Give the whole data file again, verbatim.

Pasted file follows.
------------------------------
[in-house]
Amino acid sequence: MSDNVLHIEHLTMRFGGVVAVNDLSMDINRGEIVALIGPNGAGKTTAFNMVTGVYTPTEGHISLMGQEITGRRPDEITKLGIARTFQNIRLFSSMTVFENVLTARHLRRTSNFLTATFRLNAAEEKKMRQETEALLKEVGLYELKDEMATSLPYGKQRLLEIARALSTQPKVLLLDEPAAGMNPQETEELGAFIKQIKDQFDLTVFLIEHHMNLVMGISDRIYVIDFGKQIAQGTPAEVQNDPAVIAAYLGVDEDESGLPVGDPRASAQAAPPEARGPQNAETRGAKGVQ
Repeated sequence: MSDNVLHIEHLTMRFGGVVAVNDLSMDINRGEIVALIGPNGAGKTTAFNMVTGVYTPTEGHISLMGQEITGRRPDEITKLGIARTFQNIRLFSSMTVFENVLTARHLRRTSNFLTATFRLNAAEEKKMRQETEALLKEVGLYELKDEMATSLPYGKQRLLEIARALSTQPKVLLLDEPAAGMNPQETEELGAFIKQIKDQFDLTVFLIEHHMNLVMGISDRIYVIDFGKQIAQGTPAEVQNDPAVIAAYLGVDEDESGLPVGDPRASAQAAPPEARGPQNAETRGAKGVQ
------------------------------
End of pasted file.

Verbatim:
[in-house]
Amino acid sequence: MSDNVLHIEHLTMRFGGVVAVNDLSMDINRGEIVALIGPNGAGKTTAFNMVTGVYTPTEGHISLMGQEITGRRPDEITKLGIARTFQNIRLFSSMTVFENVLTARHLRRTSNFLTATFRLNAAEEKKMRQETEALLKEVGLYELKDEMATSLPYGKQRLLEIARALSTQPKVLLLDEPAAGMNPQETEELGAFIKQIKDQFDLTVFLIEHHMNLVMGISDRIYVIDFGKQIAQGTPAEVQNDPAVIAAYLGVDEDESGLPVGDPRASAQAAPPEARGPQNAETRGAKGVQ
Repeated sequence: MSDNVLHIEHLTMRFGGVVAVNDLSMDINRGEIVALIGPNGAGKTTAFNMVTGVYTPTEGHISLMGQEITGRRPDEITKLGIARTFQNIRLFSSMTVFENVLTARHLRRTSNFLTATFRLNAAEEKKMRQETEALLKEVGLYELKDEMATSLPYGKQRLLEIARALSTQPKVLLLDEPAAGMNPQETEELGAFIKQIKDQFDLTVFLIEHHMNLVMGISDRIYVIDFGKQIAQGTPAEVQNDPAVIAAYLGVDEDESGLPVGDPRASAQAAPPEARGPQNAETRGAKGVQ